Rating:
1 vote

Brewster Bridge

Photos 

Close inspection of the bridge underside reveals stalactites forming on the beams and stalagmites forming on the ground underneath

Photo taken by Calvin Sneed in July 2010

Enlarge

BH Photo #172848

Map 

Street View 

Facts 

Overview
Abandoned concrete stringer bridge over Clear Fork River on former TN 52
Location
Rugby, Morgan County, Tennessee, and Fentress County, Tennessee
Status
Closed to all traffic
Future prospects
Available for reuse
History
Built in 1930 to replace the old Brewster Ferry, which served as the western entrance to the Historic Rugby Community; bypassed 1999
Builder
- Tennessee State Highway Department
Design
Due to the angle of the river crossing, the bridge and its piers are skewed 75 degrees
Dimensions
Length of largest span: 53.2 ft.
Total length: 358.9 ft.
Deck width: 25.9 ft.
Also called
Old Highway 52 Bridge
Brewster Ferry Bridge
Approximate latitude, longitude
+36.35059, -84.73164   (decimal degrees)
36°21'02" N, 84°43'54" W   (degrees°minutes'seconds")
Approximate UTM coordinates
16/703548/4025223 (zone/easting/northing)
Quadrangle map:
Rugby
Inventory numbers
TN 25SR0520009 (Tennessee bridge number)
BH 45905 (Bridgehunter.com ID)
Inspection (as of 07/1994)
Deck condition rating: Fair (5 out of 9)
Superstructure condition rating: Poor (4 out of 9)
Substructure condition rating: Poor (4 out of 9)
Appraisal: Structurally deficient
Sufficiency rating: 29.8 (out of 100)
Average daily traffic (as of 1995)
800

Update Log 

  • August 15, 2010: Added by Calvin Sneed

Sources 

  • Calvin Sneed - us43137415 [at] yahoo [dot] com

Comments 

Brewster Bridge
Posted August 16, 2010, by Calvin Sneed (us43137415 [at] yahoo [dot] com)

You're right.. this bridge was closed in 1999 when the new Brewster Bridge was built the same year, a half-mile downriver. You can see the new bridge in the distance through the trees to the left in the Street View.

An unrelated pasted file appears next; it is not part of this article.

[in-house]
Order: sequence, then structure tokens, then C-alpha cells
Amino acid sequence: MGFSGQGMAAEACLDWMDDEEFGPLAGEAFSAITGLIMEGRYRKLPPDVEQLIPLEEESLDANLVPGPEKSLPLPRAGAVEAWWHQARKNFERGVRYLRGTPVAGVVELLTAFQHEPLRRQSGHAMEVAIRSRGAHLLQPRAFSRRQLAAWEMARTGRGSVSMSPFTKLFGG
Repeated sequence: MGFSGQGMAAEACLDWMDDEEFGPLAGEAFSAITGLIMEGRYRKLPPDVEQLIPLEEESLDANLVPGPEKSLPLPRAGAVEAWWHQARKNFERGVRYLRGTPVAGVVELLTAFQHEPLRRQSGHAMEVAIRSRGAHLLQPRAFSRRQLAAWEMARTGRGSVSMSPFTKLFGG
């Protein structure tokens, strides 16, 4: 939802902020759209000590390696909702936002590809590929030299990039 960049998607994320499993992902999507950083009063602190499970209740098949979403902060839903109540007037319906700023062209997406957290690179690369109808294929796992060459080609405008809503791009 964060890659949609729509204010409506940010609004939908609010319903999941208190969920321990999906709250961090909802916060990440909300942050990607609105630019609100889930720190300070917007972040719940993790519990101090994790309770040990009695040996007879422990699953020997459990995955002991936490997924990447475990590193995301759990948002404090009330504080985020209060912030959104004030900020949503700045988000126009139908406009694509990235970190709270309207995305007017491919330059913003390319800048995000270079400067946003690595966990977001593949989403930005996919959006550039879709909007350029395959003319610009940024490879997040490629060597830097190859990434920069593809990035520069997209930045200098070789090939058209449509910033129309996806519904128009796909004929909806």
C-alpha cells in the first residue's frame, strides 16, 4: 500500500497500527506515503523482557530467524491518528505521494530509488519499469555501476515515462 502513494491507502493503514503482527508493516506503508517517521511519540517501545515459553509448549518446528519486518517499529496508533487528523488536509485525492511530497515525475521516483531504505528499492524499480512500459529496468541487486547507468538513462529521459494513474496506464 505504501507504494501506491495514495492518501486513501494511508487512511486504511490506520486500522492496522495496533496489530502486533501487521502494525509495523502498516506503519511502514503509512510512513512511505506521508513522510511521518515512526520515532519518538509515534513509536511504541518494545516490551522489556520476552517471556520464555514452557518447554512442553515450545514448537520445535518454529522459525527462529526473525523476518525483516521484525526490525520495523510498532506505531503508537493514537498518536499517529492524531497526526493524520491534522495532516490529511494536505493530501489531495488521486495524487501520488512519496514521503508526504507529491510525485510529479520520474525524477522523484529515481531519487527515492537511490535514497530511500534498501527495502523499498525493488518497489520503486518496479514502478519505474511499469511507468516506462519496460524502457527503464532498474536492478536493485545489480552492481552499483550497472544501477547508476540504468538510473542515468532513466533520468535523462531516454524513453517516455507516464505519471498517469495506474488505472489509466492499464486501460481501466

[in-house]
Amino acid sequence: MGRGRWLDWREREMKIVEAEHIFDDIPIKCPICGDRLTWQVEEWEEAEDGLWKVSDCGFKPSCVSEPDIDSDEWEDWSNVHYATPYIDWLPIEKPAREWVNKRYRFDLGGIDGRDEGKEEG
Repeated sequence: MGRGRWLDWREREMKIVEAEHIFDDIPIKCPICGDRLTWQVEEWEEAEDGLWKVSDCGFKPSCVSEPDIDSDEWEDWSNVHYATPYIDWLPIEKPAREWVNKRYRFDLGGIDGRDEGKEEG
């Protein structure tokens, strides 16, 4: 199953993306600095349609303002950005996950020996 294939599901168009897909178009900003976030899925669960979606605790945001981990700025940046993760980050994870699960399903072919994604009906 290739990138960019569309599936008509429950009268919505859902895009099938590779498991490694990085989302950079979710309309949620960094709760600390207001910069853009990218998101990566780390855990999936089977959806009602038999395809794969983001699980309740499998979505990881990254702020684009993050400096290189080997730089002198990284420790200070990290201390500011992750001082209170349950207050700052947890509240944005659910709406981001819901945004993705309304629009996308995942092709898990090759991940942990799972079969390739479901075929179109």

I was shocked to find the calcium carbonate deposits forming stalagmites and stalactites underneath the beams. It is absolutely fascinating. This is the second bridge in East Tennessee where I have found those deposits forming. I thought those were common only in caves, not in the open.

Notice the pier construction. That's how you can tell a bridge built back in the day by the state highway department. The piers are always rounded with notches and groves every few feet.

I think the concrete bridges are just as historic as the steel trusses, but I'm more partial to trusses!

Brewster Bridge
Posted August 15, 2010, by Cliff Darby (clif30 [at] hotmail [dot] com)

PS Based on Historical Imagery in Google Earth, this bridge was likely open until at least 1998. The new bridge wasn't built until some time between 98 and 07

Brewster Bridge
Posted August 15, 2010, by Cliff Darby (clif30 [at] hotmail [dot] com)

I find abandoned concrete bridges to actually be as interesting as abandoned through-truss bridges. Thanks for this add, Calvin!